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Next-generation sequencing (NGS) is a powerful tool, and it’s use is growing in basic research and clinical laboratories. Illumina continues to raise the bar on genomic sequencing, democratizing NGS for virtually any sequencing application. The latest additions to its portfolio, the NextSeq 1000 and 2000, incorporate over seven breakthrough innovations, increasing capacity and throughput in efficient, cost-effective, and easy-to-use systems.

Decreasing sampling time and cost

Arizona State University (ASU) biodesign researcher and assistant professor Efrem Lim, PhD, began studying the human virome long before the arrival of SARS-CoV-2. In response to the global COVID-19 pandemic, the Lim lab has led research efforts to understand and prevent SARS-CoV-2 transmission. This includes NGS studies of SARS-CoV-2 to identify transmission patterns and functional studies to characterize virus mutations in clinical isolates.

“We have state-wide testing sites that send samples to ASU for COVID-19 testing. When positive samples come up in the lab, we sequence the genomes of these viruses to understand the mutations and variants that arise,” Lim said. “The NextSeq 1000 is much more cost effective for us. Compared to the MiSeq™, we are able to get about four times more savings per sample in terms of sequencing. With cost savings, that means we can sequence more cases of COVID-19 for the same budget, and that means the difference between 5,000 cases versus 10,000 cases. It’s a big difference.”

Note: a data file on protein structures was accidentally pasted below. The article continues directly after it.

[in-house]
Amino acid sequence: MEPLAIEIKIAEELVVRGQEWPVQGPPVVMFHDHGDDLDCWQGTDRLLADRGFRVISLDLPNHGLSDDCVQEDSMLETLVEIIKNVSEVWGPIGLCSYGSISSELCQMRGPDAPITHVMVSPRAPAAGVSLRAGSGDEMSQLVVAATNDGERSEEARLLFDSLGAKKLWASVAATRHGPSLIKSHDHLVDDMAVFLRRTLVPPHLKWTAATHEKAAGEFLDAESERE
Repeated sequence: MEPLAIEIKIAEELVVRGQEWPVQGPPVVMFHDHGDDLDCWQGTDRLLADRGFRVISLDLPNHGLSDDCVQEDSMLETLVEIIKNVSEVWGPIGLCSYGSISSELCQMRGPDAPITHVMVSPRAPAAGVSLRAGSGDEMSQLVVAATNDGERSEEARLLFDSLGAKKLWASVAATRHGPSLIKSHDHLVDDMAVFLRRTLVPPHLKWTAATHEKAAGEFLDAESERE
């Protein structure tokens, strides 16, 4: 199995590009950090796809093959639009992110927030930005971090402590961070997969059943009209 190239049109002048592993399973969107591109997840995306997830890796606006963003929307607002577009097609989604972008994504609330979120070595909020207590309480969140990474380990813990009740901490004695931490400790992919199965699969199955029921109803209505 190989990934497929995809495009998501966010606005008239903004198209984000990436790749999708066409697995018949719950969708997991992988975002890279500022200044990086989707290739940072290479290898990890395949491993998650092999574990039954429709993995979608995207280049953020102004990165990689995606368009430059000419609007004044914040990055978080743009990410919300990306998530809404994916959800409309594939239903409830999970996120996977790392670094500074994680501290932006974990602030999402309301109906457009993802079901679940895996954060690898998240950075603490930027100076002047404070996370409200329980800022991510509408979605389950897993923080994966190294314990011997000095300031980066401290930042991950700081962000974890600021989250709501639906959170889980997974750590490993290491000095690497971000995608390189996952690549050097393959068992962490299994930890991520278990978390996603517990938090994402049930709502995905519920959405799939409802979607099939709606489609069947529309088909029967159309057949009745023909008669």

Application-based choices

“Different applications require different read depths. The difference between the NextSeq 1000 and the NextSeq 2000 is the throughput and breadth of capabilities of the instruments,” said Sam Hester, senior product marketing manager, Illumina.

The cost and time required to run individual samples are no longer prohibitive restraints. Compared to previous sequencer models, the flow cells are not only smaller but also have greater output.

The NextSeq series has three flow cells for massively paralleled high throughput sequencing: P1 enables up to 100M reads, P2 equals 400M reads, and P3 equals 1.2B reads. The NextSeq 1000 can use both P1 and P2 flow cells while the NextSeq 2000 can run all three, resulting in 3x the output of the 1000.

As an example to illustrate the difference this makes, “on a P2 flow cell, if a project requires 50M reads per sample, eight samples can be analyzed in one run,” explained Hester.  “On a P3, if a sample requires 50M reads, 24 samples can be analyzed at once, further decreasing the price per sample, run time, and the reagent footprint for storage and organization.”